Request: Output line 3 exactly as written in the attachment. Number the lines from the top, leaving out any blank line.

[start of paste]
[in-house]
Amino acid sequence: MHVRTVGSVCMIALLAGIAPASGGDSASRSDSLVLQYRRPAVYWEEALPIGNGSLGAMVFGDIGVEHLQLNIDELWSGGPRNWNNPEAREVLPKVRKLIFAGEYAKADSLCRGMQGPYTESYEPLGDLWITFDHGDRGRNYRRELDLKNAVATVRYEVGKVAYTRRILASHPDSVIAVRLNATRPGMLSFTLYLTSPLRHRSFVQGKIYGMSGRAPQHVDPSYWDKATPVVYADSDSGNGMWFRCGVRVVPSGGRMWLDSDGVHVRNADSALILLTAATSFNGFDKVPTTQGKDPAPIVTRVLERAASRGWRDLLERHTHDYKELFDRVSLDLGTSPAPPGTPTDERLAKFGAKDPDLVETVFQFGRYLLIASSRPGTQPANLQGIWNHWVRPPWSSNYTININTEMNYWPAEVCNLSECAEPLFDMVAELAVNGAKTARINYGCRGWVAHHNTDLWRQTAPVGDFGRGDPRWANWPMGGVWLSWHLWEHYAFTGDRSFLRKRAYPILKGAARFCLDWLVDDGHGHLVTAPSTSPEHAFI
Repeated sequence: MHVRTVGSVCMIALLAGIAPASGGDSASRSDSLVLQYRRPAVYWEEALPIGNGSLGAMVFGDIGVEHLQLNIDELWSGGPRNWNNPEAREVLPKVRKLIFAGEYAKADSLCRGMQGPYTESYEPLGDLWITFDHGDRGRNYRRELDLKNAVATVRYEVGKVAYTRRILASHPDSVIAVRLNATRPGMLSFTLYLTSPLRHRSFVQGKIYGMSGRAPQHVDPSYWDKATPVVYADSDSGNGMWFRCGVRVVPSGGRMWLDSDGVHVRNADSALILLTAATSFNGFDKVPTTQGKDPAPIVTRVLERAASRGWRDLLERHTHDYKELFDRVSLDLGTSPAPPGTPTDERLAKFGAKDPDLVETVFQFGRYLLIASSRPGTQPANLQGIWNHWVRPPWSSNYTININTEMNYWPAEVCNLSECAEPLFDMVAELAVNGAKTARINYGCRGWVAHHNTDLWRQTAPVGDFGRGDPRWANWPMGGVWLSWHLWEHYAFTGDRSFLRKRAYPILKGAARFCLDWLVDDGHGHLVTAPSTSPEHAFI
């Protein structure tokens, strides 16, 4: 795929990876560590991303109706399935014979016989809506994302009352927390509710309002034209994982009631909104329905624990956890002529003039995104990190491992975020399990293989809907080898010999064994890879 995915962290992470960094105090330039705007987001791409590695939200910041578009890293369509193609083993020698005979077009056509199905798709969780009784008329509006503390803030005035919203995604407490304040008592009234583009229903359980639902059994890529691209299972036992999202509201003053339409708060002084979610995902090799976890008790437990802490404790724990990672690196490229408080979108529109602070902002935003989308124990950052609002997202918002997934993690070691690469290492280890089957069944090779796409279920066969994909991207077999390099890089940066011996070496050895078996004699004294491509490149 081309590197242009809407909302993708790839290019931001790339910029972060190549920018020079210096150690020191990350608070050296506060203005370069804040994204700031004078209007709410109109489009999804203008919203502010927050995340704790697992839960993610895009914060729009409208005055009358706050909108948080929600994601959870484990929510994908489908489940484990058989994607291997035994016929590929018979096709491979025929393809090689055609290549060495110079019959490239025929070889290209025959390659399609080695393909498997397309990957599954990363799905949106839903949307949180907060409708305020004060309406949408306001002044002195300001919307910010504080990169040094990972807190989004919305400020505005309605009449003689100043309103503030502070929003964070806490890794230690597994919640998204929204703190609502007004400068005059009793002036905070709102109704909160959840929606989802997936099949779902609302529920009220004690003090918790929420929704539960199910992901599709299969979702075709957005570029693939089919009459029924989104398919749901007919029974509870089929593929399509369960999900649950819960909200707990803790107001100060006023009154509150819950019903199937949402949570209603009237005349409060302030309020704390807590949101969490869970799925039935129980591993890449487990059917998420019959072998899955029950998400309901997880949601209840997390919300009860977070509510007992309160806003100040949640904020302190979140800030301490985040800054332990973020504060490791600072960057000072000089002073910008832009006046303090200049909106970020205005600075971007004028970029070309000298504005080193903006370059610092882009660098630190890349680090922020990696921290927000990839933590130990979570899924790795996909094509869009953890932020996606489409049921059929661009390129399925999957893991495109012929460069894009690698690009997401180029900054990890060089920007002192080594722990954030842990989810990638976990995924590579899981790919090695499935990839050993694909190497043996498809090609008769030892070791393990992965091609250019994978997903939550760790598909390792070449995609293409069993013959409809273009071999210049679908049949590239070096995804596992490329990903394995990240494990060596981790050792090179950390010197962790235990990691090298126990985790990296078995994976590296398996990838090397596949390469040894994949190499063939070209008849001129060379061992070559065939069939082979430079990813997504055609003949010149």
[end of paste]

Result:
Repeated sequence: MHVRTVGSVCMIALLAGIAPASGGDSASRSDSLVLQYRRPAVYWEEALPIGNGSLGAMVFGDIGVEHLQLNIDELWSGGPRNWNNPEAREVLPKVRKLIFAGEYAKADSLCRGMQGPYTESYEPLGDLWITFDHGDRGRNYRRELDLKNAVATVRYEVGKVAYTRRILASHPDSVIAVRLNATRPGMLSFTLYLTSPLRHRSFVQGKIYGMSGRAPQHVDPSYWDKATPVVYADSDSGNGMWFRCGVRVVPSGGRMWLDSDGVHVRNADSALILLTAATSFNGFDKVPTTQGKDPAPIVTRVLERAASRGWRDLLERHTHDYKELFDRVSLDLGTSPAPPGTPTDERLAKFGAKDPDLVETVFQFGRYLLIASSRPGTQPANLQGIWNHWVRPPWSSNYTININTEMNYWPAEVCNLSECAEPLFDMVAELAVNGAKTARINYGCRGWVAHHNTDLWRQTAPVGDFGRGDPRWANWPMGGVWLSWHLWEHYAFTGDRSFLRKRAYPILKGAARFCLDWLVDDGHGHLVTAPSTSPEHAFI